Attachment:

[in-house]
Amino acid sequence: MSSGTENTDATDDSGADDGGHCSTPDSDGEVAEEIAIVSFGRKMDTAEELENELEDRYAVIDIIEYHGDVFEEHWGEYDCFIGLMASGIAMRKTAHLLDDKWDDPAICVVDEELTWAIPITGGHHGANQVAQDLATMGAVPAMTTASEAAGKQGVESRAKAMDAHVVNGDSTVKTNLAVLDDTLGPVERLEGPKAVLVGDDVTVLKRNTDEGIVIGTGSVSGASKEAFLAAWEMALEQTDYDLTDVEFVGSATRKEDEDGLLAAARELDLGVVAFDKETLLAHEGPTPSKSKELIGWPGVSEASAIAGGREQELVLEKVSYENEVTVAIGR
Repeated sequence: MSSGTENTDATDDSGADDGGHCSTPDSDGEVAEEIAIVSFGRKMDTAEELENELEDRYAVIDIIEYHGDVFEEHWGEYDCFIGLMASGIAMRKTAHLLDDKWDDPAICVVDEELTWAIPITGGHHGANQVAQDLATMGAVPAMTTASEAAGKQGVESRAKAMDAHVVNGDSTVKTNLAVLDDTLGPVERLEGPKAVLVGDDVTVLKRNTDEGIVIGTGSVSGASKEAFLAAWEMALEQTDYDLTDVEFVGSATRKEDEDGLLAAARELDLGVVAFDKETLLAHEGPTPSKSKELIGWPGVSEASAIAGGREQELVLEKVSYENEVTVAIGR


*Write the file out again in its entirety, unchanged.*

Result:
[in-house]
Amino acid sequence: MSSGTENTDATDDSGADDGGHCSTPDSDGEVAEEIAIVSFGRKMDTAEELENELEDRYAVIDIIEYHGDVFEEHWGEYDCFIGLMASGIAMRKTAHLLDDKWDDPAICVVDEELTWAIPITGGHHGANQVAQDLATMGAVPAMTTASEAAGKQGVESRAKAMDAHVVNGDSTVKTNLAVLDDTLGPVERLEGPKAVLVGDDVTVLKRNTDEGIVIGTGSVSGASKEAFLAAWEMALEQTDYDLTDVEFVGSATRKEDEDGLLAAARELDLGVVAFDKETLLAHEGPTPSKSKELIGWPGVSEASAIAGGREQELVLEKVSYENEVTVAIGR
Repeated sequence: MSSGTENTDATDDSGADDGGHCSTPDSDGEVAEEIAIVSFGRKMDTAEELENELEDRYAVIDIIEYHGDVFEEHWGEYDCFIGLMASGIAMRKTAHLLDDKWDDPAICVVDEELTWAIPITGGHHGANQVAQDLATMGAVPAMTTASEAAGKQGVESRAKAMDAHVVNGDSTVKTNLAVLDDTLGPVERLEGPKAVLVGDDVTVLKRNTDEGIVIGTGSVSGASKEAFLAAWEMALEQTDYDLTDVEFVGSATRKEDEDGLLAAARELDLGVVAFDKETLLAHEGPTPSKSKELIGWPGVSEASAIAGGREQELVLEKVSYENEVTVAIGR